Job Earnshaw

Earnshaws began in the 19th Century when around 1860 Job Earnshaw (pictured above) started out with the purchase of his first small fall of timber. This single transaction was the very beginning of what would become a legacy which has endured for 6 generations through to the present day.

Initially the timber was sold in the round but to make use out of the remaining unsold trees Job set up a small saw mill at Midgley in order to convert them into usable shapes and sizes. His younger brothers, Ben and William, were employed as woodmen felling the timber and cutting out the underwood. It was a familiar sight each evening to see two horse drawn timber wagons slowly progressing along the road from Bretton. The horses, Captain, Farmer, Jumper and Short were all familiar household names in the local area.

By 1880 more power became necessary to develop the sawmill. The old traction engine was replaced with an upright boiler and a small steam engine was brought in to drive more saws, which was cutting edge technology in those early days!

Job’s only son Reuben had come into the business and when Job died the business was re-arranged under the three partners Ben, William and Reuben in 1896. William’s eldest son Richard would eventually become foreman in the woodyard.


A limited company was formed in 1911 and then in 1914 the Directors bought their first vehicle, a Ford car. The mechanisation continued in 1916 when a compound horizontal engine was bought. Built by Bradley & Craven of WakefieldIt it provided a whopping 80 horsepower! A reservoir was constructed for condensation purposes and a brick chimney was built which became a feature of the Midgley skyline for many years. It was only demolished in 1963 following the change to electric power.

Fun Fact:

In 1923 Earnshaws installed the third phone on the Horbury exchange after the first two, which were the Police and the Town Hall exchanges!

In 1938 Frank Earnshaw was Director, and he bought two farms owned by Lord Allendale for £2,200 expanding our capacity. Electrification of the Midgley Yard then followed in 1939 which also improved productivity in many ways including the first electric cranes.

Further expansion was to occur after the difficult war time years when the Denby Grange estate of Sir Kenelm A Kaye came onto the market in 1948. The Earnshaws of the day purchased the whole estate, which comprised of the hall itself, gardens and grounds totalling in 1,000 acres over 8 farms and 100 acres of woodland.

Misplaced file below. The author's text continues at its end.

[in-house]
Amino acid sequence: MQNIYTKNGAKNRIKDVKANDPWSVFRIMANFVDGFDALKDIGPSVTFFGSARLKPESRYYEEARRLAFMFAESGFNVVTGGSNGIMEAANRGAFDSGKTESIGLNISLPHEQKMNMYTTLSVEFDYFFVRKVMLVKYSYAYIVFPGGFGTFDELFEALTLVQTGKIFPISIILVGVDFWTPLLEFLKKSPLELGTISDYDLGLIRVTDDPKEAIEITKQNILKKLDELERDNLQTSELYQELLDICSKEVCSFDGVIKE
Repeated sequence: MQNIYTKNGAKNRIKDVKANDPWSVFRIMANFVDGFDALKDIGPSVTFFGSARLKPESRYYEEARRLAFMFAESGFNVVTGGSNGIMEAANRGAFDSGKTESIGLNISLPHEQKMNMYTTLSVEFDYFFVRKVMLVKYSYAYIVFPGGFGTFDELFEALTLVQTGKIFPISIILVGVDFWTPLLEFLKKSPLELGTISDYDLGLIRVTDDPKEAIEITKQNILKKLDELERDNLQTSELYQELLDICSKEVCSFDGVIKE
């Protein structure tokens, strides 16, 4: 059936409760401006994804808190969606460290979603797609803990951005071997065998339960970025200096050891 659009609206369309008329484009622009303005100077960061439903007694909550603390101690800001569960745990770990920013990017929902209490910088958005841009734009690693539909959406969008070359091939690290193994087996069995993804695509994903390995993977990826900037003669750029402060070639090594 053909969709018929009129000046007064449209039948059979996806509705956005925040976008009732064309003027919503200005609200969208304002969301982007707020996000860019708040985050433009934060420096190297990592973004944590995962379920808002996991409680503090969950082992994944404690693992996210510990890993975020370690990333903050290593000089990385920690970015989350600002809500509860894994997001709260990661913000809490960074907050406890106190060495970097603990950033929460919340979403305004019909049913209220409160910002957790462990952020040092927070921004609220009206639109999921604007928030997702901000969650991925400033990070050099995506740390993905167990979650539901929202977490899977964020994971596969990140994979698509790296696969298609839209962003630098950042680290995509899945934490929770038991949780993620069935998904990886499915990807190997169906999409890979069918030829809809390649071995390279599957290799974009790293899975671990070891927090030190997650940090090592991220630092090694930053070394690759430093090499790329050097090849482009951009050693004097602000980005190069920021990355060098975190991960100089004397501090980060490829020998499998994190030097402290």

Traditional Working Practices

As late as 1960’s tree felling was being carried out in the same way that it had for the previous hundreds of years. This involved very hard work with axes and large two man saws. It could take as long as three days to fell and dress out a single large beech tree.


Unknown to the Midgley Earnshaws a member of another branch of the Kirkburton Earnshaw family was running a timber firm at Brigg in North Lincolnshire. Rather than let the business go out of the family as retirement approached, the owner at Brigg contacted Midgley and offered it for sale. This was accepted, and in 1973 the firm’s third sawmill was born.

By the late 1970’s demand for fencing had reached such a level that the company began to make items for stock ready for sale. The concept of the “fencing centre” was born.

By the early 1980’s this idea had outgrown it’s humble beginnings and a purpose built shop and sales yard was planned and built in a small field by the office at the old Midgley site. Customers could buy and take away fencing and timber materials in much the same way that is common place today. By the early 1990’s another larger shop was built and the sales yard had expanded ten fold. By 1996 the company was ready to relocate to the former Denby Grange colliery site and a new even bigger purpose built Earnshaw’s Fencing Centre emerged.

In 1997 the Brigg site moved to its current site and in 2007 Wentworth Sawmills was purchased and redeveloped to emerge as Earnshaws Fencing Centre, Wentworth. The current Midgley site further expanded and improved to become the site we have today.

Throughout the 150 years that we have been in business, in addition to the modernisation that has taken place during all that time, Earnshaws Fencing Centres still provide the traditional services of bespoke joinery, saw milling and tree felling as we have done for generations.